The Church of Scotland’s rapid rebuttal did little to take heat out of the situation. Protestants Against Discrimination organised its George Square protest in the knowledge, presumably, that it might provide a flashpoint for violence.
If a weekend-long moratorium provokes this reaction, then it seems likely any attempt at a long-term crack-down would be counter-productive. As Dave Scott, campaign director of Nil by Mouth, has pointed out, sectarianism feeds on a sense of grievance. And there’s nothing that fosters and legitimises a sense of grievance more than being able to claim your cultural/religious identity is under attack.
It is the fate of Glasgow and other parts of the Central Belt to harbour two communities, each of which defines itself in relation to the other; two communities with a persecution complex, bound together in mutual antipathy.
Banning parades strengthens both the hostility and the bond by providing a cause behind which both sides can rally. In Northern Ireland – where the grievances are so much greater and more deeply entrenched – enforced rerouting and bans have only ever made things worse.
When change came, it was as a result of protracted negotiation and compromise. The so-called Derry Model – now used as a template for conflict resolution elsewhere – saw Republicans, Loyalists and business leaders sit down and talk. It involved a recognition that the conflict was ruining the city’s prospects; and an acknowledgement that, with the right to freedom of assembly, comes a responsibility not to engage in inflammatory behaviour.
It brought a change in culture, with parades passing off peacefully (although last year, tempers flared again over the wearing of provocative badges).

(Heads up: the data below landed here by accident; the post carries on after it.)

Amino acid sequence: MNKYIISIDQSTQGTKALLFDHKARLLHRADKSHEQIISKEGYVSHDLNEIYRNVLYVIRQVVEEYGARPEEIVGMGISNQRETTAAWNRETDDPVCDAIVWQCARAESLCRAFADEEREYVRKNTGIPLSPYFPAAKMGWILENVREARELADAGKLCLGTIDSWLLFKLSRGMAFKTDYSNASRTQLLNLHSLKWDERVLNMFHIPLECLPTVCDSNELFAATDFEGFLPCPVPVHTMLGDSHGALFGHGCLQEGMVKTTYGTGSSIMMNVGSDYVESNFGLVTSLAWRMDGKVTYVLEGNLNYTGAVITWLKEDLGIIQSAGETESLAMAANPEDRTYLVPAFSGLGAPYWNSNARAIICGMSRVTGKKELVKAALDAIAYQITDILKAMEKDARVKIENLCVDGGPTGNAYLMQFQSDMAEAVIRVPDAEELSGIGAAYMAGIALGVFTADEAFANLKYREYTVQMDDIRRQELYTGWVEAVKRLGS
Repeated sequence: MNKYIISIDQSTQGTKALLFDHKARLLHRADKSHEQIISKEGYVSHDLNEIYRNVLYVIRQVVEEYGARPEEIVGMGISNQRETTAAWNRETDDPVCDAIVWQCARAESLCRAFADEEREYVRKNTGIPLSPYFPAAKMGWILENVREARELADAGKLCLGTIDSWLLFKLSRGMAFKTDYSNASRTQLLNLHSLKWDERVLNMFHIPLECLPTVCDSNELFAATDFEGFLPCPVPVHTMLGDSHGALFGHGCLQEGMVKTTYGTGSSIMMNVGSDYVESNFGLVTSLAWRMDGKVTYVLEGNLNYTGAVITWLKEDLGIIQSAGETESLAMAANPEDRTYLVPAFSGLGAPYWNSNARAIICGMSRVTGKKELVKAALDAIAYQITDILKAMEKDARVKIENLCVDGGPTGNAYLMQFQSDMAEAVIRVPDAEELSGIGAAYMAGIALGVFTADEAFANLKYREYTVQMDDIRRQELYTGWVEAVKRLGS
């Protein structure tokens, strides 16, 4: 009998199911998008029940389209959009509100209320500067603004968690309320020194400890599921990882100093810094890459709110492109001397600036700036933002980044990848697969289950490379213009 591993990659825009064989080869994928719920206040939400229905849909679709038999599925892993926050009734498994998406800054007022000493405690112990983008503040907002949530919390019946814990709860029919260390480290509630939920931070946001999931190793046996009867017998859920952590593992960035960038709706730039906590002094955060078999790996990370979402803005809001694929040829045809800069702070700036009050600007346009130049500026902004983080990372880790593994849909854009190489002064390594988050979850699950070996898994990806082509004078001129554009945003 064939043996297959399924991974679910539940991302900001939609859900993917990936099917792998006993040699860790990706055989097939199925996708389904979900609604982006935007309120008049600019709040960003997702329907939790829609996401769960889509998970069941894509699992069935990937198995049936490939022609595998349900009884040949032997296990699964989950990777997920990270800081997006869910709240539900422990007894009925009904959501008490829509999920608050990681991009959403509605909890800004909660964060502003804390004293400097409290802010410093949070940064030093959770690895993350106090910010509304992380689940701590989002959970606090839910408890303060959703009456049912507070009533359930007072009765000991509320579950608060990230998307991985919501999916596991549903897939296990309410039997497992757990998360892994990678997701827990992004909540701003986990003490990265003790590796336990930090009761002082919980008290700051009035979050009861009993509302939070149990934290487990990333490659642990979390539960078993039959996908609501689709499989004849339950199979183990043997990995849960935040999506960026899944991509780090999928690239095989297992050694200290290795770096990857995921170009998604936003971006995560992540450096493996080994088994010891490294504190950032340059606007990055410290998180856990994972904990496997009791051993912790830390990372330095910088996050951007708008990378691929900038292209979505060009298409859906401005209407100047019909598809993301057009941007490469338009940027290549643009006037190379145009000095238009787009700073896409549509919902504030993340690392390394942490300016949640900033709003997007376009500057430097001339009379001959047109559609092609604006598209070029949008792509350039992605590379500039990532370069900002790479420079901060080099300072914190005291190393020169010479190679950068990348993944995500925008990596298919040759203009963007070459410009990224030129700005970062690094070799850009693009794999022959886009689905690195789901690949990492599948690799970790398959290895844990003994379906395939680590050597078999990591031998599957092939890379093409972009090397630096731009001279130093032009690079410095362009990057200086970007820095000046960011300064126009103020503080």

This has to be the way forward in Scotland. It may be difficult to envisage such co-operation right now as the two sides square up. But if it can happen in the city where the Troubles began, then it can surely happen in a city which is merely shadow dancing another’s country’s conflict.
The scenes that have unfolded over the past few weekends, complete with burning barricades and riot gear, are taking up police time, costing taxpayers’ money, impeding free movement and embarrassing Scotland.
Former First Minister Jack McConnell has blamed the SNP for dropping his summits on sectarianism when it took control of Holyrood in 2007. In 2005, Cardinal Keith O’Brien and Ian Wilson, the Most Worthy Grand Master of the Grand Orange Lodge of Scotland, joined 21 representatives from Scottish media organisations, the police, Rangers and Celtic football clubs, sectarianism charities and local authorities for joint talks. A follow-up summit was held in 2006. Because Alex Salmond dropped the idea it is impossible to know how successful the initiative would have proved, but leaders from both sides and the police had signed up to a voluntary code of conduct agreeing how marchers should behave to reduce violence.
To bring everyone back to the table more than 10 years on will require a degree of diplomacy. Perhaps politicians could start the ball rolling by demonstrating their own willingness to collaborate.
In the past few years, the main parties have undermined each other’s attempts to address the problem, with Labour fighting the SNP on the Offensive Behaviour at Football Act. Lord McConnell’s political sideswipe was also less than magnanimous.
But perhaps Nicola Sturgeon will find it within herself to overlook his dig and take up his offer of support in the hopes that the relinquishing of tribal positions and the proferring of olive branches might prove contagious.